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Publication Number: FHWA-SA-97-019
Date: January 1997
At WesTrack, the Federal Highway Administration's (FHWA) accelerated pavement testing facility in Nevada, four heavily-laden triple-trailer trucks go round and round the 2.9-km (1.8-mi) track at precisely 65 km/h (40 mph) for at least 15 hours per day, every day of the year. Driving those trucks would be a tedious job for even the best of drivers-and tedium can often lead to inattention, which can lead to accidents. Realizing this, the WesTrack project team set out to find a way to take the driver out of the truck. The result: a system that allows the trucks to be operated entirely autonomously-no driver sits behind the steering wheel.
Each truck cab is outfitted with two computers-one for controlling the truck's path and speed, and one for monitoring the condition of various truck components and systems. An antenna mounted on the front of the truck picks up signals from wires buried in the pavement; those wires also transmit information back to five computers located in the central control room adjacent to the track. One person in the control room oversees the computers and the operation of the four trucks.
Some 160 sensors measure conditions in each truck, ranging from the air pressure in an individual tire to the air temperature in the cab. If any measurement falls outside an allowable range, the computer automatically shuts down the entire system, bringing all four trucks to a halt.
"The autonomous vehicle system has eliminated the risk of using drivers in an extremely monotonous driving situation," says Colin Ashmore, program manager for the Nevada Automotive Test Center, which is the prime contractor on the project.
The trucks have traveled more than 400,000 vehicle-kilometers (250,000 vehicle-miles) to date, applying over 1.5 million equivalent single-axle loads (ESALs).* There's been only one, minor accident, which occurred during a test of the software that forces the trucks to "wander" in the lane, mimicking real-world conditions. One of the trucks missed a guidance signal from the wire in the pavement, which immediately triggered all four trucks to come to a stop. One truck stopped with its nose at the top of the banked curve at one end of the track. Shortly afterward, an air supply line in the truck's braking system failed. The problem was amplified by an incorrectly installed check valve, which caused the brakes to release, sending the truck rolling down the embankment along the track and into the fence surrounding the track.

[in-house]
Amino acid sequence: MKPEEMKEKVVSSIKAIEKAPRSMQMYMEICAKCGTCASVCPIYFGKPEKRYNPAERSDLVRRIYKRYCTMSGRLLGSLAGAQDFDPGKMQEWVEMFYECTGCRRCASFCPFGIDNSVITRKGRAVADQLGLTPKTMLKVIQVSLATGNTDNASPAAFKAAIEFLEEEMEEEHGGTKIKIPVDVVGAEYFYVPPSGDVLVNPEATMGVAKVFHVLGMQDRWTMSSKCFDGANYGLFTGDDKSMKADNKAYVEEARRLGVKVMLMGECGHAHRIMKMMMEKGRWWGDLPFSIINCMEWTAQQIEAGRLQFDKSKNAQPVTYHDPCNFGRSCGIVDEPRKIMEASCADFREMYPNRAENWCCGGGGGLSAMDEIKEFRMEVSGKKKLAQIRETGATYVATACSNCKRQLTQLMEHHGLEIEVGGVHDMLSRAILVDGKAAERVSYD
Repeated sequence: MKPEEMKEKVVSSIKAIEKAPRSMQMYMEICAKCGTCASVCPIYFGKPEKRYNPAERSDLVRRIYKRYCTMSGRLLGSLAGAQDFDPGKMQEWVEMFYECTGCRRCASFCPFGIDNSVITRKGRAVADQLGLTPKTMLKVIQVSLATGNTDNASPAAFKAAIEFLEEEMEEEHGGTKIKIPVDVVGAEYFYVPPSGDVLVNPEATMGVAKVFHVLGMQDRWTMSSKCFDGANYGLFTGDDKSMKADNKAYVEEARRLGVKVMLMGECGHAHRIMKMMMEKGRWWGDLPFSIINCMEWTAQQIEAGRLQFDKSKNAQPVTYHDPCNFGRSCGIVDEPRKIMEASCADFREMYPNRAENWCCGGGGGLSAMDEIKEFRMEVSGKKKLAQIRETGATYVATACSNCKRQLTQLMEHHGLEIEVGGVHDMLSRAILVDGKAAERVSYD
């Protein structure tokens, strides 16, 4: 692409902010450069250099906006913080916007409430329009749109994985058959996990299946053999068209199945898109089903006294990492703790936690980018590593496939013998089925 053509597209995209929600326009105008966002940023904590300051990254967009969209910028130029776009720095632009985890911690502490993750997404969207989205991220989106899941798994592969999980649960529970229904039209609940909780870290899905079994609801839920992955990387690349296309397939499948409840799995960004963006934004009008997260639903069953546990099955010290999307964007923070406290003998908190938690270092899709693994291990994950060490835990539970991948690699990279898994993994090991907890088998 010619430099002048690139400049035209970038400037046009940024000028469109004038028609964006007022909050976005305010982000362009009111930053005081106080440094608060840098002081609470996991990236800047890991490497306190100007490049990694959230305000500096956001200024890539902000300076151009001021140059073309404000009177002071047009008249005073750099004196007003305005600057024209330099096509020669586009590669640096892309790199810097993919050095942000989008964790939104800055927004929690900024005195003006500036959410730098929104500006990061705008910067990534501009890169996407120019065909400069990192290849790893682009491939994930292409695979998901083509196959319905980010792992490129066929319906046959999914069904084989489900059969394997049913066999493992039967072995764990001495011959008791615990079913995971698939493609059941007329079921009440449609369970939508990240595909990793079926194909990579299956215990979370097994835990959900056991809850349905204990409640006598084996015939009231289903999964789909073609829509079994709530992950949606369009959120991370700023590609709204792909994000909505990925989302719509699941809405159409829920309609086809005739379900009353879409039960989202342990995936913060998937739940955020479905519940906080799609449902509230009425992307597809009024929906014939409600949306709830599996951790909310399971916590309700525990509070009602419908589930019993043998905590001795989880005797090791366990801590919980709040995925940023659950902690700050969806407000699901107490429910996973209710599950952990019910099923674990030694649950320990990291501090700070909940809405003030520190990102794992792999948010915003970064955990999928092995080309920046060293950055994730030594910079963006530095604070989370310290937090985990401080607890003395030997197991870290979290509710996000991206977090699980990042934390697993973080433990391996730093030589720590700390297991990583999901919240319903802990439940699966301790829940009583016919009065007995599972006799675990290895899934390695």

The truck sustained only minor damage-namely, a cracked front fender and a broken guidance antenna. The damage was easily repaired, and the truck was back on the track less than 24 hours later.
WesTrack is the first test track to make use of driverless trucks. But it probably won't be the last. "Only one minor incident in more than nearly a half-million vehicle-kilometers clearly indicates that the driverless system is the way to go for these types of projects," says Terry Mitchell, FHWA's contract manager for the project.
* An ESAL is equivalent to an 80-KN (18,000-lb) load applied to the pavement by two sets of dual tires on a single axle.
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